Are Your 2018 “Well-Being” Resolutions Being Undermined?

Don’t let your resolutions for overall well-being this new year be crippled by unnecessary chemicals. Safeguard yourself and the environment with informed purchases.
NRDC San Francisco
Credit: Jasper Sanidad

A few weeks ago, many of us brought in the New Year with fresh hopes and new goals to better our lives for 2018. Chances are that many of us have committed to improving our well-being through exercise, eating healthier, and losing weight. Although these commitments often reign our New Year’s resolutions lists, challenging our own self-determination and dedication, there is an aspect of our well-being that is often overlooked and met with external challenges that make it seem out of our control: the toxicity in the furniture we introduce into our indoor spaces.

Over 90% of our lives are spent indoors.1 Yet some companies, with a lack of transparency or accountability, continue to create products that undermine our resolutions surrounding our health. Furniture products and the materials they contain are often a threat and should be considerably vetted to ensure a healthy environment.

Employed persons spent more time at their work than at home in 2016.2 With that in mind, the NRDC Facilities team finds it essential to vet every furniture product and building material we buy. We adhere to the most stringent, self-initiated accountability standards to ensure the continued health of our employees. However, these vetting processes and standards should not be limited to our places of work. It is imperative that all consumers protect themselves with informed purchases and use their buying power to signal to companies that there is a need for healthy furniture.

Five common chemicals of concern for furniture

Although there are several comprehensive lists of chemicals to be cautious of, the five most common chemicals of concern—according to the Center of Environmental Health—for furniture are:


Commonly found in


Health threats

PVC (Polyvinyl Chloride)

Pipes, vinyl flooring, door & window frames, textile finishes

Strong, lightweight plastic, good for construction

Carcinogenic, hormone disruptor, immune system damage

VOCs (Volatile Organic Compounds), specifically Formaldehyde

Furnishing, particle board, plywood, paints, solvent, coatings, varnishes, adhesives, wood binding

Used in production of resins for adhesive quality

Eye, nose & throat irritation, headaches, damage to liver, kidney, & central nervous system


Paints, furnishings

Protection of spread of bacteria and germs

Not fully understood, however no data support the efficacy of these products in preventing spread of infection through contact with furniture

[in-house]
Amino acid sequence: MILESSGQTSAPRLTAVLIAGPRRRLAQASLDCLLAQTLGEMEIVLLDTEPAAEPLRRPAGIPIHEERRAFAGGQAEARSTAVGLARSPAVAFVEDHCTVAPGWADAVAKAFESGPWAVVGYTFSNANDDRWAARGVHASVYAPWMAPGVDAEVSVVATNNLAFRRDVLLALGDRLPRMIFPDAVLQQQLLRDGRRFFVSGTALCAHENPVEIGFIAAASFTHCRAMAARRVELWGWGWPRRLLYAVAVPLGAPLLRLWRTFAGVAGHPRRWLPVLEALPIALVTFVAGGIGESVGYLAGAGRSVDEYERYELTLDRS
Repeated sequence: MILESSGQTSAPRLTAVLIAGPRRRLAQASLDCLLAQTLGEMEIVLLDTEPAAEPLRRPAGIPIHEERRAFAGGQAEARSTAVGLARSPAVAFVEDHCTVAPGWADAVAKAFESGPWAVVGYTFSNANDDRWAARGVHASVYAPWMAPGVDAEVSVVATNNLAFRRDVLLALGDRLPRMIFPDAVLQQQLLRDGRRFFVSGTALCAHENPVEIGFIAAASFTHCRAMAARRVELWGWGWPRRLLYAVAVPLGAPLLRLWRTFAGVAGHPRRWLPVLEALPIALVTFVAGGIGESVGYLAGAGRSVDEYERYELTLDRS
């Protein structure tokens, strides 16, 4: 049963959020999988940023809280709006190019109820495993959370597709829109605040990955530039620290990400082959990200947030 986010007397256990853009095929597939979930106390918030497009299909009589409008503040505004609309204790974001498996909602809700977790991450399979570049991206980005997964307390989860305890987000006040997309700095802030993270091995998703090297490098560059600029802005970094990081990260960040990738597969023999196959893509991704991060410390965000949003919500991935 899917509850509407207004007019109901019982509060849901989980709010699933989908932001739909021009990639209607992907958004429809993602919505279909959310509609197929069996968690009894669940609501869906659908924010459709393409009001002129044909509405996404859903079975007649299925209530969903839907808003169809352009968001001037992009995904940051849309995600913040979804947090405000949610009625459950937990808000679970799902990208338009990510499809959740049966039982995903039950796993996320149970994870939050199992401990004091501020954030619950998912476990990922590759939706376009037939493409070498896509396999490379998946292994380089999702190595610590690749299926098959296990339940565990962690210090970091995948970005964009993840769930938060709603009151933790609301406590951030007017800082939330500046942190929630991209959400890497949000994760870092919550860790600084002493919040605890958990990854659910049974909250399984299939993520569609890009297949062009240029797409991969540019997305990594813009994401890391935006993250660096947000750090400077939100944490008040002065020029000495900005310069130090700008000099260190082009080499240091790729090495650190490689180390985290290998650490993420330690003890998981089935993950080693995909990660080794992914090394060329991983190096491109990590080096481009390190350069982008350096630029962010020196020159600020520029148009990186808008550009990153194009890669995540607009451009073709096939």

PFC (Per- and poly-flourinated compounds)

Fabrics, carpets, furniture, mattresses

Provide for stain, oil and water-resistant properties

Carcinogenic, high cholesterol, reduced immune functions

Flame Retardants

Furniture, nap mats, baby products

Fire safety

Hormone disruptor, carcinogenic, decreased fertility, hyperactivity

Source: Center of Environmental Health

Trustworthy ecolabels and accountability standards

The NRDC has proudly committed to the Center of Environmental Health’s (CEH) pledge toward the purchasing of safer furniture products. In addition, NRDC adheres to the standards of the Living Building Challenge’s Red List, which seeks to eliminate “worst-in-class materials/ chemicals with the greatest impact to human and ecosystem health”.3 These standards offer comprehensive ‘chemicals to avoid’ lists and are valuable tools to guide your own purchases.

There are a few trustworthy furniture ecolabels that help ease the research process: LEVEL by BIFMA, Cradle2Cradle, SCS Certification for Indoor Quality and Recycled Materials, and Greenguard Gold for Air Quality. These certifications set standards for manufacturers and award them some distinction. However, these certifications are not all encompassing. They should be used to help guide decisions and additional research may be needed to ensure the product meets the full criteria of ensuring human and environmental health.

The issue of transparency

Regulations and standards for furniture producers are inadequate. An overall insufficiency of transparency within the product industry promises that unhealthy products will continue to contaminate our indoor spaces. However, in an era that is characterized by easily accessible knowledge, constant information exchange, and the move toward smarter choices, transparency is increasingly being sought and demanded. These demands have applied pressure on manufacturing industries to take more accountability for what they produce and how they produce it.

The move toward more transparency begins with you as a consumer. Understanding the dangers that lurk within your purchases and doing your due diligence is the first step. Following that, communicate your needs for product transparency. Demand disclosure tags, such as Declare or Health Product Declarations (HPD), which encourage producers to adhere to strict transparency standards positioned toward improving human and environmental health. Encourage your employers, friends, and family to adopt higher standards for their products. Lastly, use your own buying power to show support for products that seek to support the ecological and human health we need.

Don’t let your resolutions for overall well-being this new year be crippled by unnecessary chemicals. Safeguard yourself and the environment with informed purchases.

Authored by NRDC colleague, Anthony Galura

[1] EPA, accessed 1/17/18:
[2] Bureau of Labor Statistics, accessed 1/16/18:
[3] Living Building Challenge 3.1, Materials Petal Handbook. October 2016

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